Liberating Structures are a collection of 33+ methods or ‘structures’ for working in groups of any size.

Liberating Structures matrix
Liberating Structures repertoire matrix (c) Keith McCandless used under CC BY-NC 3.0 license

Each structure has been designed and carefully field tested to:

  • include everyone equally
  • work at multiple scales, from a single individual up to large groups of 500+
  • get better-than-expected results
  • be used in fast iterations
  • be easy to learn
  • be safe to use by non-experts without needing extensive training
  • be seriously playful
  • be endlessly composable and re-combineable

Each structure descibes a set of simple rules to achieve a particular outcome.

They expand the vocabulary of structures used in typical business meetings, from ‘the big 5’

  • presentation
  • managed discussion
  • status update
  • brainstorm
  • open discussion

The simplest structure 1-2-4-all is designed to engage everyone simultaneously in generating questions, ideas, and suggestions, here’s how it works:

  1. state your question, prompt or invitation, for example “how can we improve our work together?”
  2. everyone takes 1 minute in silence to reflect on the prompt and come up with their own answers or responses
  3. individuals organise into pairs and take two minutes to discuss their responses to the prompt. Were there ideas in common, or big differences? Is there a consensus or preference emerging?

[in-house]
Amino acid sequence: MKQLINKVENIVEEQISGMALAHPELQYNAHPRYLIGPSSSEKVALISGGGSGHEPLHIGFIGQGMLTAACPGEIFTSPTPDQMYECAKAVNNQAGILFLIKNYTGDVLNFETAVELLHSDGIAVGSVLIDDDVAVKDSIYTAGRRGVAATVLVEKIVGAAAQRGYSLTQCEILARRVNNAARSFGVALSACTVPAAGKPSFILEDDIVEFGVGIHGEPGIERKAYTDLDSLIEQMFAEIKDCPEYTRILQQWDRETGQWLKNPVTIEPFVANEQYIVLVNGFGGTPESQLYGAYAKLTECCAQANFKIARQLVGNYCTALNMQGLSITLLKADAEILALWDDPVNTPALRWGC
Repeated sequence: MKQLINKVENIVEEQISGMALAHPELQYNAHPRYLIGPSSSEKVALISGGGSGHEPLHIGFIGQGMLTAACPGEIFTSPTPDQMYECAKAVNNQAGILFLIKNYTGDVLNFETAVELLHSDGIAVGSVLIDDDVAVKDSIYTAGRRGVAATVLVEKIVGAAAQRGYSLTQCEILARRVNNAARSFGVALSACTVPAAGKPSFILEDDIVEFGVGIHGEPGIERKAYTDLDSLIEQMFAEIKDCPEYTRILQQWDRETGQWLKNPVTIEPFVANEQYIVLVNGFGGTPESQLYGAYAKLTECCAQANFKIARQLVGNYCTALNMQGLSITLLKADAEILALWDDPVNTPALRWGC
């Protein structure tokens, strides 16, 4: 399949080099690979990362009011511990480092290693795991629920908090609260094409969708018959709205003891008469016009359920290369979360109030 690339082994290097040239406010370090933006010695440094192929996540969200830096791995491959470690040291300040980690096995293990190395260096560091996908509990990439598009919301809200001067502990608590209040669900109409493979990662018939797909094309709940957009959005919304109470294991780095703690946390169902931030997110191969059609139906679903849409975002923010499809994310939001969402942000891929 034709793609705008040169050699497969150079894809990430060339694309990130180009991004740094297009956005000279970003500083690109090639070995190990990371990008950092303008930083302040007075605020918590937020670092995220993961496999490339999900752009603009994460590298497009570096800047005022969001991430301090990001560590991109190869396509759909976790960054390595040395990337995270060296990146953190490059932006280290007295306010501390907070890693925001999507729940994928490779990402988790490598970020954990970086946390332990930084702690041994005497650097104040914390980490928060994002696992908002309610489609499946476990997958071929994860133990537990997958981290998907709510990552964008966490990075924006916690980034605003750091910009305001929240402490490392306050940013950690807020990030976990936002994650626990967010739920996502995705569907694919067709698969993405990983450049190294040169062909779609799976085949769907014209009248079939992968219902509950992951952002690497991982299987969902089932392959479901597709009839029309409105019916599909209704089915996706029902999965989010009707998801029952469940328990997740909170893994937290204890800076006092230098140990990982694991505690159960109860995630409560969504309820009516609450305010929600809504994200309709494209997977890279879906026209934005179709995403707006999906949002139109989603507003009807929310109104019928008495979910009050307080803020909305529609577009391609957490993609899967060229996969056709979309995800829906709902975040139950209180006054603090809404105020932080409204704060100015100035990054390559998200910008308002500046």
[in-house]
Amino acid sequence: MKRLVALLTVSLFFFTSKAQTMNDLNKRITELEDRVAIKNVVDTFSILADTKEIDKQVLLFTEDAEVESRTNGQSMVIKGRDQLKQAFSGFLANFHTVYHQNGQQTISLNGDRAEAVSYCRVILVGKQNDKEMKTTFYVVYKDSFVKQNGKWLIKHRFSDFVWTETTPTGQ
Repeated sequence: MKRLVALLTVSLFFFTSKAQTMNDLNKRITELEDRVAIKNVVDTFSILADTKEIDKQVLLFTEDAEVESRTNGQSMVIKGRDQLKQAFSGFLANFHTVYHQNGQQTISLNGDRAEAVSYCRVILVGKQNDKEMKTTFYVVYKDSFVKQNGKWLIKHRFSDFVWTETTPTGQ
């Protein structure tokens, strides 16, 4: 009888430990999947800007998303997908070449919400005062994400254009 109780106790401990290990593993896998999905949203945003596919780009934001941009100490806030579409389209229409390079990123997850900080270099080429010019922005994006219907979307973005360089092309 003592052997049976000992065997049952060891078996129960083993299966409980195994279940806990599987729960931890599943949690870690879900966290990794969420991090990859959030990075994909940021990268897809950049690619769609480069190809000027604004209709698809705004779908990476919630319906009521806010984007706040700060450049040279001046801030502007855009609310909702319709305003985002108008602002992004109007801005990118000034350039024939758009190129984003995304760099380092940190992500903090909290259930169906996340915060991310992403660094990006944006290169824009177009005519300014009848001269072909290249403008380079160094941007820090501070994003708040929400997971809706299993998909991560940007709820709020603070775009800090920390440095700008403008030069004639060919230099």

4. each pair finds another pair and takes four minutes to share, explore and refine their responses
  5. each group plays back their top insights, observations or recommendations [1 minute per group]

in this way, in the space of 10-15 minutes, a group of any size can respond to a question or prompt and:

  • every person is fully engaged throughout
  • every person contributes equally
  • ideas from quieter people (which may be the best ideas in the room) have a chance to surface and be amplified

Liberating Structures were developed and refined by Keith McCandless and Henri Lipmanowicz in the early 2000s, drawing inspiration from Brenda Zimmermann’s Edgeware, which applied insights from complexity science to health care leadership.

Watch this brief interview with Keith and Henri to hear about the origins:

Find out more about Liberating Structures on the official website.